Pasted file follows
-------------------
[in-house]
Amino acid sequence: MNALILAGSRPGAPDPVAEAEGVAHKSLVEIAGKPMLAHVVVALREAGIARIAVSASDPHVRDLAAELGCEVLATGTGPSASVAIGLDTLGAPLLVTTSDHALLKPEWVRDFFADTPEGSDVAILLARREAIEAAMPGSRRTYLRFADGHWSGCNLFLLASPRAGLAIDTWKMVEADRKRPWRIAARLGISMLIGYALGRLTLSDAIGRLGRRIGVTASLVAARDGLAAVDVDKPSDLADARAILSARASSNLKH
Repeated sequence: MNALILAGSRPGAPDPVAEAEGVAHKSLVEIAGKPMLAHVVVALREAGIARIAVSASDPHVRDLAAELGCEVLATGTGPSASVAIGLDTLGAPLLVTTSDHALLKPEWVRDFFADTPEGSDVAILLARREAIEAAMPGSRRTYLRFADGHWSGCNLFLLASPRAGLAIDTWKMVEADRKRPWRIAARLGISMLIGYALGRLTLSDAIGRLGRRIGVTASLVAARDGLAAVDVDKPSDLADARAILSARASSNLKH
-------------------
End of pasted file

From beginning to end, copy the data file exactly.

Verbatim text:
[in-house]
Amino acid sequence: MNALILAGSRPGAPDPVAEAEGVAHKSLVEIAGKPMLAHVVVALREAGIARIAVSASDPHVRDLAAELGCEVLATGTGPSASVAIGLDTLGAPLLVTTSDHALLKPEWVRDFFADTPEGSDVAILLARREAIEAAMPGSRRTYLRFADGHWSGCNLFLLASPRAGLAIDTWKMVEADRKRPWRIAARLGISMLIGYALGRLTLSDAIGRLGRRIGVTASLVAARDGLAAVDVDKPSDLADARAILSARASSNLKH
Repeated sequence: MNALILAGSRPGAPDPVAEAEGVAHKSLVEIAGKPMLAHVVVALREAGIARIAVSASDPHVRDLAAELGCEVLATGTGPSASVAIGLDTLGAPLLVTTSDHALLKPEWVRDFFADTPEGSDVAILLARREAIEAAMPGSRRTYLRFADGHWSGCNLFLLASPRAGLAIDTWKMVEADRKRPWRIAARLGISMLIGYALGRLTLSDAIGRLGRRIGVTASLVAARDGLAAVDVDKPSDLADARAILSARASSNLKH